the spiritual man and rushed toward him. “If I only touch<br />

his cloak,” she said to herself, “I will be healed.” The spiritual man<br />

turned and said to her, “Take heart. Your faith has made you well.”<br />

She was healed instantly. The spiritual man continued traveling to<br />

the home of the temple leader. Upon his arrival, he took the girl by<br />

the hand, and the girl arose. Reports of this dramatic event spread<br />

throughout the land. 7<br />

MN<br />

When I was a boy, my family rescued a magnificent shaggy mutt<br />

from the Humane Society. He developed lumps on his head. The<br />

veterinarian diagnosed malignant brain tumors and said our dog<br />

had only a short time to live. A family of modest means, we did not<br />



have the financial wherewithal to pay for costly treatments. So, we<br />

used the tools available to us: love and prayers. The tumors went<br />

away and he lived a long and happy life. In the ensuing years, I have<br />

seen many animals and children respond to the curative powers of<br />

love and prayers. Something about their openness and innocence<br />

makes them receptive to such things. As adults, past hurt, abuse,<br />

and feelings of abandonment may keep us from easily opening ourselves<br />

to love and prayers. Children and beloved pets can teach us a<br />

lot about the miraculous power of faith.<br />

MN<br />

As a young man, I earned a scholarship to play football at Vanderbilt<br />

University. In one game, I suffered a terrible injury to my<br />

neck and shoulder and was partially paralyzed. My father, a medical<br />

doctor, sent me to the finest specialists. They said I had torn<br />

two major nerves. The doctors advised that with therapy I could<br />

improve the movement of my arm and hands, but the nerves could<br />

not regenerate and I would not recover. Yet, I did recover. Over the<br />

last fifty years, I have had no impairment whatsoever. I believe my<br />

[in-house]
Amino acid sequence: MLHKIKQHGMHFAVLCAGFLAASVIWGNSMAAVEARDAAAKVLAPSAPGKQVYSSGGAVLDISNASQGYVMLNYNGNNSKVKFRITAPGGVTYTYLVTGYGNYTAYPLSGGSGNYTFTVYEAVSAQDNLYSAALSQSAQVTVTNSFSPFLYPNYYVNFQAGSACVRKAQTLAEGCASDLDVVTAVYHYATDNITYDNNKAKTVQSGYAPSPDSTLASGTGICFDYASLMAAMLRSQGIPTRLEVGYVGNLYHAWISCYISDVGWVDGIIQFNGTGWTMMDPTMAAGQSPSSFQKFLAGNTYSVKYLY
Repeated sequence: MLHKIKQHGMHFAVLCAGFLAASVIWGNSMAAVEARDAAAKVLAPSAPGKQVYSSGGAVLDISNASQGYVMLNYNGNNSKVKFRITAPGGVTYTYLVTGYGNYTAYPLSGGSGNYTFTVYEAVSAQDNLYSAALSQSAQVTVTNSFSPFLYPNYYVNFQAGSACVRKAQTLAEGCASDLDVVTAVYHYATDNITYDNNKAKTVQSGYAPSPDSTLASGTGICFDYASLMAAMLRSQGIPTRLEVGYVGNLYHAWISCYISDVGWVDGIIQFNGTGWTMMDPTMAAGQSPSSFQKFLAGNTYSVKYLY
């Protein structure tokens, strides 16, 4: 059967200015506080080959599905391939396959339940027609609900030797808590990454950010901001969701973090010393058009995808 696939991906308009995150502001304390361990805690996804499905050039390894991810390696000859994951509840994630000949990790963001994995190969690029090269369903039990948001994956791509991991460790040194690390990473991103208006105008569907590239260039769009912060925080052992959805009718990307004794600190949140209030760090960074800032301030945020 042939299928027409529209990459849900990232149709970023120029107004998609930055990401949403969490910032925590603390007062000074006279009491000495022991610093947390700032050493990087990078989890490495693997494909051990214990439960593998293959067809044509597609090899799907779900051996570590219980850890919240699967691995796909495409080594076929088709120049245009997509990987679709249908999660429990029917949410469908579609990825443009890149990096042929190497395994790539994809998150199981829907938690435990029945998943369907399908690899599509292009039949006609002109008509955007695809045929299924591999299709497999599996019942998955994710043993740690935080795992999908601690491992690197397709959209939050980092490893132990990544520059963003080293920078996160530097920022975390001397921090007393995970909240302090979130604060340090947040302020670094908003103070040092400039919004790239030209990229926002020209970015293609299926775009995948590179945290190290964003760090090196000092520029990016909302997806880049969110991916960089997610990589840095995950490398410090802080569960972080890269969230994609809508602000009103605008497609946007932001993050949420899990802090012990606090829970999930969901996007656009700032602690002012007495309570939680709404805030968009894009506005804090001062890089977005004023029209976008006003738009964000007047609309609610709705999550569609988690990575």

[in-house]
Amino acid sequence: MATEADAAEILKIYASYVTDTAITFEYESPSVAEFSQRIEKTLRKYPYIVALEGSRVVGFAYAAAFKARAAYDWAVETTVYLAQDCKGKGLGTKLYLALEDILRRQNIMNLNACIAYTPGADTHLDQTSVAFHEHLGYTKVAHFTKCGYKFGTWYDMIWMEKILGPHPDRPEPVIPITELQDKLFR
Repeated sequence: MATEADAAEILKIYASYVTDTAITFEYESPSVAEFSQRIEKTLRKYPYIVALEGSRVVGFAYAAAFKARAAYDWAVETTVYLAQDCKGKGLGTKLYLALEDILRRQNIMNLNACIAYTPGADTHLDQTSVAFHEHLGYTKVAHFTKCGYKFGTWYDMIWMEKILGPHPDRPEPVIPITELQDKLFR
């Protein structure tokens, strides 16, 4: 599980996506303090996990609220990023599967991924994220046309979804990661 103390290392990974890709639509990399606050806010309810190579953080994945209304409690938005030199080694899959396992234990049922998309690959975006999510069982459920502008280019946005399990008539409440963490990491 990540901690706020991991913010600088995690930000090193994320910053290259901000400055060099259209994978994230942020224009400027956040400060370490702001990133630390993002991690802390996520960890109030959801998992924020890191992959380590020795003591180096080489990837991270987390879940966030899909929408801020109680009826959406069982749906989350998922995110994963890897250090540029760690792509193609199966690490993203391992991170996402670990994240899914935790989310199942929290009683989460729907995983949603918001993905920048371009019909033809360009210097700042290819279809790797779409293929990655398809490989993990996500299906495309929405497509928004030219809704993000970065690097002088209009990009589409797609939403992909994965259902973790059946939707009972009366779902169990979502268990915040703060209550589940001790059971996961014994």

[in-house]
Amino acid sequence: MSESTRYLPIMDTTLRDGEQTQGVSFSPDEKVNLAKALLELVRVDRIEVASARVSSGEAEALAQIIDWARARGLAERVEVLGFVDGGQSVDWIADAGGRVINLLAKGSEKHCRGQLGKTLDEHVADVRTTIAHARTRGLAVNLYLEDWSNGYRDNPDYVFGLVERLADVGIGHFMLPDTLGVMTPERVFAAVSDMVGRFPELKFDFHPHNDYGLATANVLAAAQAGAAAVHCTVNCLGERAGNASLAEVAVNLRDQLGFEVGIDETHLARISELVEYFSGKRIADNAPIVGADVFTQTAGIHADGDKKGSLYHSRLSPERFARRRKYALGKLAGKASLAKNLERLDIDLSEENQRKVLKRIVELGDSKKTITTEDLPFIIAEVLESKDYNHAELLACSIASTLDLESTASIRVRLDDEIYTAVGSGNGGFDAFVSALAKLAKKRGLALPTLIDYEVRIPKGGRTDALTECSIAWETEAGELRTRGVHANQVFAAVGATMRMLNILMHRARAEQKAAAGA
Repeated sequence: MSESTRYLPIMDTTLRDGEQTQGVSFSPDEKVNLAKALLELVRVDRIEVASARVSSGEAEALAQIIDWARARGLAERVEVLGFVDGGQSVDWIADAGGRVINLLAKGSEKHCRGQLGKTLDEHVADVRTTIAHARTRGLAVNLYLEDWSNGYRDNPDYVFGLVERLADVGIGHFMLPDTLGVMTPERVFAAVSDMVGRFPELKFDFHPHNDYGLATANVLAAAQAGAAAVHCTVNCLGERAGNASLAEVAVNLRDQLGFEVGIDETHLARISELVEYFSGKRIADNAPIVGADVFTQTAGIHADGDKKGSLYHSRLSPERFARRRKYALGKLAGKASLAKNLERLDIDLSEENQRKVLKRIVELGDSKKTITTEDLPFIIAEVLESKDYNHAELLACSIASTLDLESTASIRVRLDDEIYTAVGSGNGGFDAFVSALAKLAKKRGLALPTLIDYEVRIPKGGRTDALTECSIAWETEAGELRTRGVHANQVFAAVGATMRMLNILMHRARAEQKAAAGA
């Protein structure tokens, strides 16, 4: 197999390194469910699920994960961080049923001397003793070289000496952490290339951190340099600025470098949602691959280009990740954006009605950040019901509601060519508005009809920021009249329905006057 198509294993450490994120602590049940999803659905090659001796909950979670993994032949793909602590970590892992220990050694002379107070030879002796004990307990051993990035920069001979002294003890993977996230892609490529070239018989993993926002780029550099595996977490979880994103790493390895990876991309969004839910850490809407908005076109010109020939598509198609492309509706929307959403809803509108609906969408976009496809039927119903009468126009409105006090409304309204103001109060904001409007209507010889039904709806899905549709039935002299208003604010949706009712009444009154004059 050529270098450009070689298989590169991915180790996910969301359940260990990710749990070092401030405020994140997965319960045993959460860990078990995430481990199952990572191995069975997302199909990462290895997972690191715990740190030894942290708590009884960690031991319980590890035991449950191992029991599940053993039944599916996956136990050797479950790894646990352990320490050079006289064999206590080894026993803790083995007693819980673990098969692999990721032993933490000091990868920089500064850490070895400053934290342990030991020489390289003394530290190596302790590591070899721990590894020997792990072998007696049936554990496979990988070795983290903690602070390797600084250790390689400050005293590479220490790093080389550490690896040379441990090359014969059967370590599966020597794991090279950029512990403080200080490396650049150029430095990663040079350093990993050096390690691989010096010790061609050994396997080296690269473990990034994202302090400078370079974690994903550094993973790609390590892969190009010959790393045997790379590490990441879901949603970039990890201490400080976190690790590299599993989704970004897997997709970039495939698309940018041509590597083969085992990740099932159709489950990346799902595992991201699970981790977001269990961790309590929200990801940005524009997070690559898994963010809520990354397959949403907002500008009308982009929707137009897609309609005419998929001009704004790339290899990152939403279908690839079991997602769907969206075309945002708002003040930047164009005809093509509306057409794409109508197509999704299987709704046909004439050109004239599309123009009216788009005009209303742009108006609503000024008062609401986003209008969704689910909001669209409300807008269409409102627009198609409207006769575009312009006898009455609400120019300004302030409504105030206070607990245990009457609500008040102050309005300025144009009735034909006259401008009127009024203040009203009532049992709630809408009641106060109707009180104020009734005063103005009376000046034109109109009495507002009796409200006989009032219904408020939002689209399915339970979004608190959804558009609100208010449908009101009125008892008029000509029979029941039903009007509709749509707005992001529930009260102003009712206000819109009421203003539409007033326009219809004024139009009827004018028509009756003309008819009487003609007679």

recovery was due to two things: I meditated regularly to realize a<br />

conscious connection with my God, and I found a warm, loving environment<br />

where people believed in me when I was having a hard<br />

time believing in myself.<br />

MN<br />

A friend was diagnosed with oral cancer. The recommended surgery<br />

would leave her face horribly disfigured. Two days before the<br />

operation, she was meditating with a friend and heard a clear message<br />

from her father: “You do not have to die to earn my love.”<br />

When she reported for surgery, the doctor ordered new X-rays to<br />

see how far the cancer had spread. Amazingly, the cancer was com-<br />


Preface<br />

pletely gone. She has remained cancer free for the last thirty-five<br />

years.<br />

MN<br />

I was called to the hospital to visit a church member who had<br />

just been diagnosed with terminal brain cancer. I had been with<br />

that church only a short time and did not know him very well. He<br />

told me his story from the hospital bed. In his early adulthood, he<br />

had been a raging alcoholic. He found Alcoholics Anonymous, sobriety,<br />

and God. He had worked to make amends where he could.<br />

He even built a clubhouse in his backyard for AA meetings. While<br />

he asked for prayers for healing, he said he was at peace with his<br />

life and ready for his next adventure on the other side. He had<br />